Friday, December 5, 2014

The Japanese Waste Stream Part 2/2

You can find Part One of this post here.

Picking trash is illegal in Japan, even for the large items, because often times folks paid to have the items removed, and if you took it then they would still be charged. That left a few other venues for second hand stuff:

Flea Markets
Since most folks in the cities do not have yards, flea markets were the alternative in Japan for getting stuff direct from the previous owner. I went when possible, but I was not reselling then, and it was just for stuff for ourselves. I picked up home decor, toys, clothes, and all the basic household yardsaley stuff.

Antique Fairs
We went twice to a HUGE antiques fair in Tokyo. Here's a link with some pictures.

Recycle Shops/Resale Shops

These shops buy your items and resell them. They do not consign, but just pay you (nearly nothing), for items to resell.

Online Yard Sales
I only used an American one because I don't speak Japanese, but I made quite a bit selling stuff to other Americans. It was through a resale Facebook page.

My husband and I really enjoyed going to all the above places. Imagine going to your favorite thrift store, and you have never seen any of the items before. Ever. It was so cool. Also there were walls of Louis Vuitton behind glass cases, that I would look at and laugh, I just don't get the idea of keeping up with the Jones' - but in Japan keeping up appearances is very important. (Here is a very interesting albeit somewhat off topic book review on The Cult of the Luxury Brand by Radha Chadha and Paul Husband).

I got these original paintings at the aforementioned antique fair , and the frames at the resale shop in the photo above. It literally used to be called "Hard Off Book Off, House Off" - luckily someone told them that doesn't translate well and they've changed there name. Sorry for the poor photos, but I'm being lazy. I paid about $3 for each painting, and $5-$10 for the frames.

I love these paintings because they are original, vintage, recycled, and beautiful. 

Waste Conclusion

Japan burns much of their trash, we bury most of our trash, or let it rot on a barge in the river...all methods are pretty awful in their own ways. The best method is to waste less. So, what do you do with your trash and your unwanted goods? Do you have problems throwing things out or donating things? Or like me, are you a minimalist at heart, but often find yourself asking where the heck did all this stuff come from? If you haven't checked out the blog on my sidebar Things I Find in the Garbage. Let me know how waste makes you feel, and how it relates to you as an eBayer, thrifter, or lover of vintage.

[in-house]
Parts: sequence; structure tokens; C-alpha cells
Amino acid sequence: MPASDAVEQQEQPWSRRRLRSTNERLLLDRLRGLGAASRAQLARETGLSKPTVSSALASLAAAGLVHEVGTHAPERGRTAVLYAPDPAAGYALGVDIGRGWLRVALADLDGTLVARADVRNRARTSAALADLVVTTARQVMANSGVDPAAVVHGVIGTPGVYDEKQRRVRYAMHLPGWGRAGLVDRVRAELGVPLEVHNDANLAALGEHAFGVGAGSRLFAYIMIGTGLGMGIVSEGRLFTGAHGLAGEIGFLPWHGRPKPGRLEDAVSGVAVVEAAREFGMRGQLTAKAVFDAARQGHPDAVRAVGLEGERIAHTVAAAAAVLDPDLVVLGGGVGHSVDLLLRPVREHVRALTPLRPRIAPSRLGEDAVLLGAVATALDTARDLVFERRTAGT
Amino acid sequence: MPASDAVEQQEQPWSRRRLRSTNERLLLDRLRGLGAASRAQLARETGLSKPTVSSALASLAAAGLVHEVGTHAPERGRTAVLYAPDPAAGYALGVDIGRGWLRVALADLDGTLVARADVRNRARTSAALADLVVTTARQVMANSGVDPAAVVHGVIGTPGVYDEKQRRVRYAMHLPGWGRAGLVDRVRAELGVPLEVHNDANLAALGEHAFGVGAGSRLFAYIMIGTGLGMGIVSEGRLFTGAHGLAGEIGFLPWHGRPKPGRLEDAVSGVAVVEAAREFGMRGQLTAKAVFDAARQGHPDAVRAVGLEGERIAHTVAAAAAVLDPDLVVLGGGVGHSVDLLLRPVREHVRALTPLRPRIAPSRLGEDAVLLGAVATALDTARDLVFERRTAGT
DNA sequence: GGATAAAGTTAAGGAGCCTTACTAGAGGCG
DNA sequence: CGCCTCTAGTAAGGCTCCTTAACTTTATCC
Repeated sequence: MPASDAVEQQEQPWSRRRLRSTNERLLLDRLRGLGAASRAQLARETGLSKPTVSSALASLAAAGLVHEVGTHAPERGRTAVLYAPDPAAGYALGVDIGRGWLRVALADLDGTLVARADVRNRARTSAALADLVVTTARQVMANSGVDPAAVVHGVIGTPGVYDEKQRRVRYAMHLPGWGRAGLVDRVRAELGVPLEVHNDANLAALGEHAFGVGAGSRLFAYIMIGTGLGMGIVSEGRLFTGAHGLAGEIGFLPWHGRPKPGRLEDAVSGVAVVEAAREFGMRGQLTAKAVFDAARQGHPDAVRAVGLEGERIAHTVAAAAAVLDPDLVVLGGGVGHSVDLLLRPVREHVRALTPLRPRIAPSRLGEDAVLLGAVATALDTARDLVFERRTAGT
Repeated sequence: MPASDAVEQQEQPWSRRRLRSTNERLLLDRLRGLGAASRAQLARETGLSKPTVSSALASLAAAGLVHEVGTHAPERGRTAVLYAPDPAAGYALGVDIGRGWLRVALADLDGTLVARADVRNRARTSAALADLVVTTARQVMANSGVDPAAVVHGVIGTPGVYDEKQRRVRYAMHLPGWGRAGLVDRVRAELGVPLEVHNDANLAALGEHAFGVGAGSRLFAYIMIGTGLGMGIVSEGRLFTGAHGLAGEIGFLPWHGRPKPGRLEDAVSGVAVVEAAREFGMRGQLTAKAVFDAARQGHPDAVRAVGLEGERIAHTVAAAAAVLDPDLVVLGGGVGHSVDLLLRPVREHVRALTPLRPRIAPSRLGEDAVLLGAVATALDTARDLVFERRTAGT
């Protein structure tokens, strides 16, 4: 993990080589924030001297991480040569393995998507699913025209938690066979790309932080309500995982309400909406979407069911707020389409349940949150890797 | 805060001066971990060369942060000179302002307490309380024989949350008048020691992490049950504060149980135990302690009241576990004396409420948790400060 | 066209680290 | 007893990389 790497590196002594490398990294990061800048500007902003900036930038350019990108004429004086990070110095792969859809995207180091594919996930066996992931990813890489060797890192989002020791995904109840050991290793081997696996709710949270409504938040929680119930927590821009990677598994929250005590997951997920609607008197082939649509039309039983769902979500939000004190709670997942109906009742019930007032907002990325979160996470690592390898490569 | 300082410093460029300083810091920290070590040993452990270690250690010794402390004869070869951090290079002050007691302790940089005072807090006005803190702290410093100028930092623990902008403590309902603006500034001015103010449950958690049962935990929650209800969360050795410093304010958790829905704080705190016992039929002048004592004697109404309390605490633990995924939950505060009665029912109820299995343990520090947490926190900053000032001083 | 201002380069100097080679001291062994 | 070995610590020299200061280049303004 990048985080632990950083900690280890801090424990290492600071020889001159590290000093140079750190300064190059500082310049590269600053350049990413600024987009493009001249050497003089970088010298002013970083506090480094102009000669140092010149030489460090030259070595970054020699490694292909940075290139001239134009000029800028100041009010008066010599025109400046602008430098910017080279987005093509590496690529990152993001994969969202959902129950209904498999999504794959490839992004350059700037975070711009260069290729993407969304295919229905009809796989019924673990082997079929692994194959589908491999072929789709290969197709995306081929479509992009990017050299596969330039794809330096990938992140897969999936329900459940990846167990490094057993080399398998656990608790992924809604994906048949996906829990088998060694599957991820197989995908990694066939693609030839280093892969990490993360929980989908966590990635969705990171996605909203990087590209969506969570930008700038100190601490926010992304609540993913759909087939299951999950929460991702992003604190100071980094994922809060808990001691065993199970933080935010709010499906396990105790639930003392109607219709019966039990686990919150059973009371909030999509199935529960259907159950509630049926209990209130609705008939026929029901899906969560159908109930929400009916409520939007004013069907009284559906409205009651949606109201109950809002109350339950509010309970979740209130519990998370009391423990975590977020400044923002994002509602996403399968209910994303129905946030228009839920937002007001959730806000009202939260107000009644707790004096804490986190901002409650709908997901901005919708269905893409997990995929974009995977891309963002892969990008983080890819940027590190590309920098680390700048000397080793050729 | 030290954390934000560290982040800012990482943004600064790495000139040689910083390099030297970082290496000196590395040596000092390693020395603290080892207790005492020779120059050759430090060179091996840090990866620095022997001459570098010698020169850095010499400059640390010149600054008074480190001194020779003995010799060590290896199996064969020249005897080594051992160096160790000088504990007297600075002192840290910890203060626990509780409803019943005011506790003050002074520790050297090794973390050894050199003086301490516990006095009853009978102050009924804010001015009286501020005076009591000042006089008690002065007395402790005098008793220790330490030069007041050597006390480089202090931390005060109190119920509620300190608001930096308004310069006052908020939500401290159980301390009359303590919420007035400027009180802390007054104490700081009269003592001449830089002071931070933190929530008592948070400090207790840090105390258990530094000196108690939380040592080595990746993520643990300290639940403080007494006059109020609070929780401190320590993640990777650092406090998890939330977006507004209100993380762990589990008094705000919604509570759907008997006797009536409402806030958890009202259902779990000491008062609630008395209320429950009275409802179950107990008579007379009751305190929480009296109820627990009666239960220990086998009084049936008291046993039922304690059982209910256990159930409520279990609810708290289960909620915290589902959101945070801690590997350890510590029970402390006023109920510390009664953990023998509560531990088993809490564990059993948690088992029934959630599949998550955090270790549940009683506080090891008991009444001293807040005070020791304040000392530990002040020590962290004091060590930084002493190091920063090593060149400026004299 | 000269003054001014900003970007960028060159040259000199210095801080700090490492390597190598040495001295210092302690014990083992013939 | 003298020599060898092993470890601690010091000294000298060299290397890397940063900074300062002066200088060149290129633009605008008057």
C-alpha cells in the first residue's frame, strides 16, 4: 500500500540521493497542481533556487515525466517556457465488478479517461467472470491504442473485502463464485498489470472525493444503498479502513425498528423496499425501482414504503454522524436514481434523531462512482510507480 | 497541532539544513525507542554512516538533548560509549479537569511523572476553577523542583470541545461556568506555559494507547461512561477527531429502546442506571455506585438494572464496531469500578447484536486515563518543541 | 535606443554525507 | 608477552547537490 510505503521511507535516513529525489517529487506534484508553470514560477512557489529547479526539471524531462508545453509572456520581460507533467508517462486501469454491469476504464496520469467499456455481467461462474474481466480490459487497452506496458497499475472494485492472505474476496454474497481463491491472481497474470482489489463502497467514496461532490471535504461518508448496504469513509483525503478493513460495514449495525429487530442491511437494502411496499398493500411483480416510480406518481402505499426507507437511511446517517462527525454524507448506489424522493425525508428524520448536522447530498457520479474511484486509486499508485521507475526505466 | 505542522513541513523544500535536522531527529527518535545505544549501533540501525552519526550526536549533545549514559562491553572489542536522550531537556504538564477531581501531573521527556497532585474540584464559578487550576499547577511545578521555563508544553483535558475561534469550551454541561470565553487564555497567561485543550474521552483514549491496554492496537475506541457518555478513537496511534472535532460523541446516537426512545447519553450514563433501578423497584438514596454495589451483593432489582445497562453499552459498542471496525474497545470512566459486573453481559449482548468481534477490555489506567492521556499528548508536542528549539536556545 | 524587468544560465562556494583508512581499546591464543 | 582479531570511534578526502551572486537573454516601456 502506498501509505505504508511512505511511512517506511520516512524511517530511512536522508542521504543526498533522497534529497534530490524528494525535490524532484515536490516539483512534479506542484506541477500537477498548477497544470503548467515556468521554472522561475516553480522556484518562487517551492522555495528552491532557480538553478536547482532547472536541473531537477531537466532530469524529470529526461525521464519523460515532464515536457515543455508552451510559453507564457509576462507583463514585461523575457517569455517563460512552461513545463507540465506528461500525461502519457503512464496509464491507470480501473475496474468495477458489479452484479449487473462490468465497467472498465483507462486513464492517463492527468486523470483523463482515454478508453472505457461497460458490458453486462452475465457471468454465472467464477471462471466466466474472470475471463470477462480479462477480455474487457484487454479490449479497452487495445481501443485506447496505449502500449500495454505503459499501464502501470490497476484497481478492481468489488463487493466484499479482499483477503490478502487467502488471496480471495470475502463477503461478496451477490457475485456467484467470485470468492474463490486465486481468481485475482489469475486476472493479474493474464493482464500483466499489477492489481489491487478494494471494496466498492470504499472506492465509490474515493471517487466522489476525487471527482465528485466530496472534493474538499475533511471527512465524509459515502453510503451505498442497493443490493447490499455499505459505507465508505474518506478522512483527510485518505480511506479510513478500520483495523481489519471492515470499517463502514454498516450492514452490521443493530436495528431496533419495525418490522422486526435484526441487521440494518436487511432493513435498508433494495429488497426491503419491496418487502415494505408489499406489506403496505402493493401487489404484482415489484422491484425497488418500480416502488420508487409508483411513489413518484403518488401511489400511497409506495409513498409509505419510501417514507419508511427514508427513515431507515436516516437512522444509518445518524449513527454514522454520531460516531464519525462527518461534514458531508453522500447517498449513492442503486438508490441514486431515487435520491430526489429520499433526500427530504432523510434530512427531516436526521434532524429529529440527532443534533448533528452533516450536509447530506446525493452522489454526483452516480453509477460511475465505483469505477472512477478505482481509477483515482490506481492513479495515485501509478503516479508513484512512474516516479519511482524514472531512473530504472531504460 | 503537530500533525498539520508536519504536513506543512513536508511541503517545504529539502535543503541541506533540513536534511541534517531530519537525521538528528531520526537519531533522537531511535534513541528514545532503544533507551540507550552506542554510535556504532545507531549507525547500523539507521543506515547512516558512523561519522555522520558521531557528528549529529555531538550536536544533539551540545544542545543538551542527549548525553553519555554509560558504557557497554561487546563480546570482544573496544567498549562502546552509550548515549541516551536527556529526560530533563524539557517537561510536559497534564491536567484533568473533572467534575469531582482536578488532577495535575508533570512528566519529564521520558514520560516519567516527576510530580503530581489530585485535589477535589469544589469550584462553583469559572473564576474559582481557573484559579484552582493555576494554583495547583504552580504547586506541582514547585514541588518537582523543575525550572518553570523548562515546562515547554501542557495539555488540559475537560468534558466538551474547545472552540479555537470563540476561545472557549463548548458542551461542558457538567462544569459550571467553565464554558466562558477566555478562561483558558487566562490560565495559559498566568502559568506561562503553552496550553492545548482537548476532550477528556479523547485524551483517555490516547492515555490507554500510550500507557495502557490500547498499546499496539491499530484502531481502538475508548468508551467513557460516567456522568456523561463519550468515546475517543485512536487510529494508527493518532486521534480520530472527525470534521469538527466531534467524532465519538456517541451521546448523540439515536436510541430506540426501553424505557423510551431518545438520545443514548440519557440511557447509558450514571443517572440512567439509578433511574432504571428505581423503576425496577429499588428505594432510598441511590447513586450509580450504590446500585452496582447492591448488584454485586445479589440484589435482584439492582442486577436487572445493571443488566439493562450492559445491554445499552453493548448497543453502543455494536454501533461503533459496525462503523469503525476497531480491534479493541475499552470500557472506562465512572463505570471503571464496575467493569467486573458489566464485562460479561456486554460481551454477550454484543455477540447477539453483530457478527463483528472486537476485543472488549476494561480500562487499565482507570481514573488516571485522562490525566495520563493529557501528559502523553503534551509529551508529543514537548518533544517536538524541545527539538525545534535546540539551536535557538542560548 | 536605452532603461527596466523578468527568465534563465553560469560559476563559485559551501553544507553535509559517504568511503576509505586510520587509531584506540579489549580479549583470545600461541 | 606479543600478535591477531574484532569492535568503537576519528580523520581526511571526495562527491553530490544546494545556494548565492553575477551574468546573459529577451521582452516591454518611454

1. Interesting peek into the Japanese culture! As far as "waste" goes, it's a blessing and a curse. A curse for me because I love to hoard - I hold on to things for much longer than I should. I will eventually sell, but the stuff takes up space and it's coming to a breaking point as now my car is my newest storage area.

    A blessing because so many of us can make money from what others think is waste! I'm constantly amazed at what I find when I go to yard sales, thrifts, estate sales, auctions, etc. etc. Just today I found a little rubber stamp that I know will sell for at least $30.

    As far as garbage, I'm perplexed at how much my beau and I generate! I guess most of it is from the packaging from food and other items we purchase. He's a geek and buys a lot of computer components and they are packaged so well. I will save the bubble wrap and packing and have reused it to pack what I sell. I'm a bit shallow when it comes to where my waste goes - it's picked up once a week and taken to the landfill. If something is still usable, I donate to the VA Thrift or Second Chance. If it's very large I put it on the curb on the eve of garbage pick up and it's usually gone. Once we put a side by side fridge out on the curb and it was gone in less than 20 minutes.

    I love vintage from the 50s to the 80s so I do my fair share of keeping those items out of the landfill!

    1. Ree Cee let me come shop in your car :) hehe.
      Oh yea you made some junker very happy with that fridge. Email me beachthrifter@ Gmail and we'll set up our coffee date.

    2. LOL - you would have fun - I found my first ever J. Jill item - still in my car with some other treasures.

      And this strange but happy experience: I found one of my holy grails - a Cathrineholm item!!! I've never seen anything Cathrineholm EVER until last month. It's a blue and white dutch oven/pot!! It had no lid but I was still ecstatic. Four weeks later I went to the same CHKD thrift (Centreville) and found the lid!!!!! My heart was beating so fast I thought I was going to faint. Wouldn't you know it, it didn't have a price! I asked for the manager and told her the situation - that I bought the pot and the lid really belonged to it. As she was pondering what to do, I blurted out - I'll pay you a dollar for it. She told the cashier - 98 cents and I got my lid! I'm torn between keeping or selling. It's a lovely color combination.

      I'll email you to meet for coffee - maybe after the holidays?! Maybe I'll be brave enough to show you one of my storage units - it's scary full - we may have to stand at the door and peek in or you may have to wear a hard hat LOL.

  2. I love this series on recycling, garbage, and thrifting in Japan. Are there ever outdoor flea markets?

    1. Yes the flea markets were generally in a parking lot like "trunk sales" or a park area.. Sometimes they were inside.. My friend and I went to one that went the wh ole way around a sports arena it was so much fun.

  3. Thanks for the birds eye view of Japanese recycling. There isn't much not to admire about the Japanese and their thrift!